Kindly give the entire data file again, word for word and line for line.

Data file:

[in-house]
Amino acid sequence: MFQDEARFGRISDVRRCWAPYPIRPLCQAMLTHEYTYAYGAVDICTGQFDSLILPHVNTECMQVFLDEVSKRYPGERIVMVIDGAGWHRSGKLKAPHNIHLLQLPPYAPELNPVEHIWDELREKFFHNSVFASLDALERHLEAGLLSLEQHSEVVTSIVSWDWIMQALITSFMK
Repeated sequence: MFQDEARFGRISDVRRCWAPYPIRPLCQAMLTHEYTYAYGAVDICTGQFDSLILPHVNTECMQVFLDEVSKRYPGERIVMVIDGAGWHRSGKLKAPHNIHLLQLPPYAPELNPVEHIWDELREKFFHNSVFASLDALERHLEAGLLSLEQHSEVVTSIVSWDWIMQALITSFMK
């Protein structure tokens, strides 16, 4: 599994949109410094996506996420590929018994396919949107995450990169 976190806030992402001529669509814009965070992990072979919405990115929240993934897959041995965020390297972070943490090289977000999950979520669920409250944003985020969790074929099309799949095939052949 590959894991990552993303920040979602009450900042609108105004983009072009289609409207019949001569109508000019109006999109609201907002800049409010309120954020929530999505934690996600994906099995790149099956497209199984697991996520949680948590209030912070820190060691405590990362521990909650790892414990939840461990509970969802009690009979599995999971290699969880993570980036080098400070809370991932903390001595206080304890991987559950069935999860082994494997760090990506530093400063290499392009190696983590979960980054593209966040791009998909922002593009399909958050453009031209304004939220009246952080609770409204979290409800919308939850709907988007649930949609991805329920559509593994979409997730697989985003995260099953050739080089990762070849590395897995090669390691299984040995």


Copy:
[in-house]
Amino acid sequence: MFQDEARFGRISDVRRCWAPYPIRPLCQAMLTHEYTYAYGAVDICTGQFDSLILPHVNTECMQVFLDEVSKRYPGERIVMVIDGAGWHRSGKLKAPHNIHLLQLPPYAPELNPVEHIWDELREKFFHNSVFASLDALERHLEAGLLSLEQHSEVVTSIVSWDWIMQALITSFMK
Repeated sequence: MFQDEARFGRISDVRRCWAPYPIRPLCQAMLTHEYTYAYGAVDICTGQFDSLILPHVNTECMQVFLDEVSKRYPGERIVMVIDGAGWHRSGKLKAPHNIHLLQLPPYAPELNPVEHIWDELREKFFHNSVFASLDALERHLEAGLLSLEQHSEVVTSIVSWDWIMQALITSFMK
């Protein structure tokens, strides 16, 4: 599994949109410094996506996420590929018994396919949107995450990169 976190806030992402001529669509814009965070992990072979919405990115929240993934897959041995965020390297972070943490090289977000999950979520669920409250944003985020969790074929099309799949095939052949 590959894991990552993303920040979602009450900042609108105004983009072009289609409207019949001569109508000019109006999109609201907002800049409010309120954020929530999505934690996600994906099995790149099956497209199984697991996520949680948590209030912070820190060691405590990362521990909650790892414990939840461990509970969802009690009979599995999971290699969880993570980036080098400070809370991932903390001595206080304890991987559950069935999860082994494997760090990506530093400063290499392009190696983590979960980054593209966040791009998909922002593009399909958050453009031209304004939220009246952080609770409204979290409800919308939850709907988007649930949609991805329920559509593994979409997730697989985003995260099953050739080089990762070849590395897995090669390691299984040995």